With 218 deaths in just 4 months, Indian leopards more endangered than ever
Bengaluru, June 10: A staggering 218 leopards have died in just the first four months of 2019, and this number is more than 40 per cent of the total number of leopards death recorded last year.
Listed at par with tigers under Schedule 1 of the Wildlife Protection Act (WPA), 1972, the population of leopards faces a serious challenge due to various reasons, prominent among those are man-animal conflicts, availability of prey base and road/train accidents.
Out of 12,000-14,000 Leopards in India, almost 8,000 were reported to be around Tiger Reserves.
The trend of Leopard deaths hasn't been new, with data of Leopard deaths exhibiting a consistent graph. India has witnessed the highest Leopard deaths in the last 5 years.
One leopard died every day in 2018
In 2018, at least one leopard died every day and the cause of the death was either beaten or shot to death, ran over by train or vehicle in road or trapped in water bodies such as the wells, the data by WPSI shows.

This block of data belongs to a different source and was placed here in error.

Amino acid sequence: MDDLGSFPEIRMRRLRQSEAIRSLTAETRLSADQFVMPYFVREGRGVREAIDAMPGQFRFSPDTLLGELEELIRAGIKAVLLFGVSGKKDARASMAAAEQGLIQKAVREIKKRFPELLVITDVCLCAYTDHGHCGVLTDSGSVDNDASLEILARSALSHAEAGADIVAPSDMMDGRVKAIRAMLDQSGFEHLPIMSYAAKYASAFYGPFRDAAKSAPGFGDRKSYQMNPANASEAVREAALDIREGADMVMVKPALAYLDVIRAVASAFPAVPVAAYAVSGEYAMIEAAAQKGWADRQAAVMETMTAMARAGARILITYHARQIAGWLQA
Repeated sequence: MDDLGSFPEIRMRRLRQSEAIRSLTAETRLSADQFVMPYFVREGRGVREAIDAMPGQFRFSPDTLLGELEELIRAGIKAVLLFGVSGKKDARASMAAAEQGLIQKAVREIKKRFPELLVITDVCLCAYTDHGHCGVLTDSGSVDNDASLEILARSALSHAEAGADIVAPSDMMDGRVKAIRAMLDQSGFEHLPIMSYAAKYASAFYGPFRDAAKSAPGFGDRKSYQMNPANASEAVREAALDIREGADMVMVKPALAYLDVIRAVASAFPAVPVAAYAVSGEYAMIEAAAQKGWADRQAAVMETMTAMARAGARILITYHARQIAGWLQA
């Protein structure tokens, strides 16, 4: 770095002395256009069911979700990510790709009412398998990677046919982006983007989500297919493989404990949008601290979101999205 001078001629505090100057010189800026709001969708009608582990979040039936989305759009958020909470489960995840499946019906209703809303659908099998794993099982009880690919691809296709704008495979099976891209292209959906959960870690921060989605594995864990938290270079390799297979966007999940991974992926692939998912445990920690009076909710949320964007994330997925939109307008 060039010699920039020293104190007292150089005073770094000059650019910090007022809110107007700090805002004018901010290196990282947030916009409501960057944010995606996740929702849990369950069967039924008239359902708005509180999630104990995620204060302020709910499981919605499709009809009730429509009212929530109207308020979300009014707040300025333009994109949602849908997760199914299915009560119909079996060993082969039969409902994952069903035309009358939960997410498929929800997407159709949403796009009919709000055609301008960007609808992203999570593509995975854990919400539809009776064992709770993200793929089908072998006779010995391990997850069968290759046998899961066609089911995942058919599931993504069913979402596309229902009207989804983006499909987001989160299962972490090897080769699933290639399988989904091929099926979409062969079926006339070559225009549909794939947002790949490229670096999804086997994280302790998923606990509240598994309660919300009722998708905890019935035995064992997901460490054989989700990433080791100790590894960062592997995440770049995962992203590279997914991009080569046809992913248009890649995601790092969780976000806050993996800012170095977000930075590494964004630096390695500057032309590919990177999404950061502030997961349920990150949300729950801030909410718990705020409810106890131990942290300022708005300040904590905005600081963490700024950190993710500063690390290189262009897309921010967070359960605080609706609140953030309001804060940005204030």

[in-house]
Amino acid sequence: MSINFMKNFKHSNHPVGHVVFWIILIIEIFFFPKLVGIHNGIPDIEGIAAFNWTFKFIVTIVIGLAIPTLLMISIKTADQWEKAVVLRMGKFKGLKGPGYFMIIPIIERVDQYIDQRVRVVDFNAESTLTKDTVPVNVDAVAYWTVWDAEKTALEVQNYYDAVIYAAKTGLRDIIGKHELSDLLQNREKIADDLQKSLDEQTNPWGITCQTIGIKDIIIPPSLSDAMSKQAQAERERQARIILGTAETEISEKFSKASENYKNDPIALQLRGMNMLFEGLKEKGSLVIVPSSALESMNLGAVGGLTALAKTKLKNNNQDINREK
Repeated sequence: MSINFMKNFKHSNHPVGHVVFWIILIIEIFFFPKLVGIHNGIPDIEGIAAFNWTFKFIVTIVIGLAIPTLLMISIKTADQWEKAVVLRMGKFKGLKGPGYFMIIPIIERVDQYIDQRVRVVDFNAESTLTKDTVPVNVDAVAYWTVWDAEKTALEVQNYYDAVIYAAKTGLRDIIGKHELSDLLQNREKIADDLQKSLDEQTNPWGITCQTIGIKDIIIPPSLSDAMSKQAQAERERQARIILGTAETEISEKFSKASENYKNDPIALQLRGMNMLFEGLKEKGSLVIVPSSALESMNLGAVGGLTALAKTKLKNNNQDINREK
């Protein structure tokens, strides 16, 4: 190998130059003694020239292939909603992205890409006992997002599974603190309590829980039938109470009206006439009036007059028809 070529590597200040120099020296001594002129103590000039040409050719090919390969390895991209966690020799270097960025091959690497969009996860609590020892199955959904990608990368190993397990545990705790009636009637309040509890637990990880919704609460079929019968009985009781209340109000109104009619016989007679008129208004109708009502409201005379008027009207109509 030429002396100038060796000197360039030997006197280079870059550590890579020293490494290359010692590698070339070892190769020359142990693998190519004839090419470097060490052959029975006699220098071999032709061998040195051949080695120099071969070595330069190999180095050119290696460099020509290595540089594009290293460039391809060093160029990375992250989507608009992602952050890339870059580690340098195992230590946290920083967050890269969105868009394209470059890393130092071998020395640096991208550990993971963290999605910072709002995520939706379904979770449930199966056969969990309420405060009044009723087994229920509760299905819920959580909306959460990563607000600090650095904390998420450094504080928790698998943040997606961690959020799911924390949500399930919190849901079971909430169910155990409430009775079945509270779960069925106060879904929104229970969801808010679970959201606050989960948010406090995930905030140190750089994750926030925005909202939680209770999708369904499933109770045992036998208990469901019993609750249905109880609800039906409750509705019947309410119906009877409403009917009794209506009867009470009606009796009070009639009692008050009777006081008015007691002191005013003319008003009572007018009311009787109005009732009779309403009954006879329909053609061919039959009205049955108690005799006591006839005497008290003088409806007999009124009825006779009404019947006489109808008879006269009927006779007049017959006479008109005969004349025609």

The data released by the Wildlife Protection Society of India suggests that the Leopard deaths have increased over the years. While we mull over statistics of Leopard deaths in India, one thing is quite clear that is, Leopards are not our primary concern.
One of the biggest concerns for conservationists all across the globe, poaching has always been the biggest challenge to their conservation efforts. Although an illegal activity, poaching has been prominent in forest covers throughout the area. For the year 2018, 155 Leopards have either been hunted or poached across India.
Low conviction rate
The Wildlife Protection Act 1972 prohibits the killing of endangered animals and it is a punishable offence. However, the low conviction rate in poaching cases has ensured that the act is deemed lenient. The inefficient prosecution added with the insensitivity of authorities to act on it have meant that poachers roam free.
Accidents have been one of the deadliest reasons for Leopard deaths in India. In just 2018 alone 74 Leopards lost their lives because of accidents. Unlike usual road accidents, these accidents can be stopped by putting stringent traffic laws. Most of these accidents happen inside National Parks and Wildlife sanctuaries.
Attacks by villagers
Wildlife conservation depends a lot on the cooperation of local villages around the parks and sanctuaries. The villagers act as eyes and ears of the forest authorities. Also, with the help of local villagers, authorities can deter poachers. However, there has been one hurdle, which has been causing problems for wildlife conservationists. The hurdle is human-animal conflicts. From year 2011-2017, there has been more than 2 lakhs human-animal conflicts in just Maharashtra alone.